developing programs, setting up camps, creating awareness regarding various
social taboos, are a part of Corporate Social Responsibility.
Current status of CSR in India:
Although CSR has been related to all the social activities which a company
performs towards the society which in turn is all a voluntary work but the times
have changed now. Today the goodwill of a company depends majorly on how
efficiently it is working for the society by doing donations, helping the lower
strata of the society, setting up educational institutions etc. Moreover, the
current times have been a bit harsh on all of us where these companies got a
golden opportunity to step out and offer assistance in all ways possible. We
have never been this helpless ever and it was time for all to join hands and
help each other in all manners possible. As a result CSR became an inevitable
part of the corporate world.
Legal ERA of CSR
In the year 2009, it was the first time when the government of India started
taking the concept of CSR in a serious manner. It was ruled much before, that
any company to excel in its field, it is required to promote CSR. In the year
2009, first time a clear distinction was drawn between philanthropy and CSR. The
guidelines drafted out in 2009 further got revised in the year 2011.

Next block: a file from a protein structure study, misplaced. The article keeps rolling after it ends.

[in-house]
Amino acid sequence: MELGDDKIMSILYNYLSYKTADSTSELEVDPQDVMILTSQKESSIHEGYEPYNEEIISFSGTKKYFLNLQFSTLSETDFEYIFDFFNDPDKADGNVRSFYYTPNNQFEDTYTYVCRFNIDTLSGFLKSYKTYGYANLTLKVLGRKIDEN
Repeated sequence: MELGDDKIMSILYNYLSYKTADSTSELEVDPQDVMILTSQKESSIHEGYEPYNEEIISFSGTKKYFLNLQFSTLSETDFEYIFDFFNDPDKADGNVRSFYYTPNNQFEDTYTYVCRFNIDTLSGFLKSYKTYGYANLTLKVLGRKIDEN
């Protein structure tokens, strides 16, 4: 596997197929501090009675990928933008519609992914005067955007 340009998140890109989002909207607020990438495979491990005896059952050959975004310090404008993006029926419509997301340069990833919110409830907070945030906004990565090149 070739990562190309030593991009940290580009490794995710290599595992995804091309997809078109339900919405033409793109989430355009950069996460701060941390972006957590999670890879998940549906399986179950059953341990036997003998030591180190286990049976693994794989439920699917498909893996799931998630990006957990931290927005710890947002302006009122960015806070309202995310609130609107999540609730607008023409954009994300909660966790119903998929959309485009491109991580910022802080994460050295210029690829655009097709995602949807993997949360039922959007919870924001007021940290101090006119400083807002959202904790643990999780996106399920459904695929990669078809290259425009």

The Securities Exchange Board of India (SEBI) required the top listed 100
companies, as per Clause 55 of the Listing Agreement, to disclose their CSR
activities in the Business Responsibility Reports (BR Reports) that accompanied
their Annual Reports, marking the transition from a voluntary to a regulated CSR
With the introduction of Section 135 of the Companies Act 2013, CSR activities
of corporations were made legally mandatory for the first time (MCA, 2013). Not
only was CSR implementation made mandatory, but so was reporting. However, it is
up to the corporation to decide how the CSR cash will be spent. The law has a
"compliance-or-explain" approach to non-compliance, with no stated consequences
for non-compliance. India is the first country in the world to make CSR
expenditure and reporting a legal requirement for covered corporations.
Indian companies which topped CSR in 2020-2021
Narayan Murthy and Sudha Murthy led Infosys bagged the top position in 2020
statistics to get involved in CSR activities spending Rs. 360 crores towards the
same. According to Ms. Murthy, CSR can't be merely a job, it's a passion,. As
a pivotal organization for project implementation, the Infosys Foundation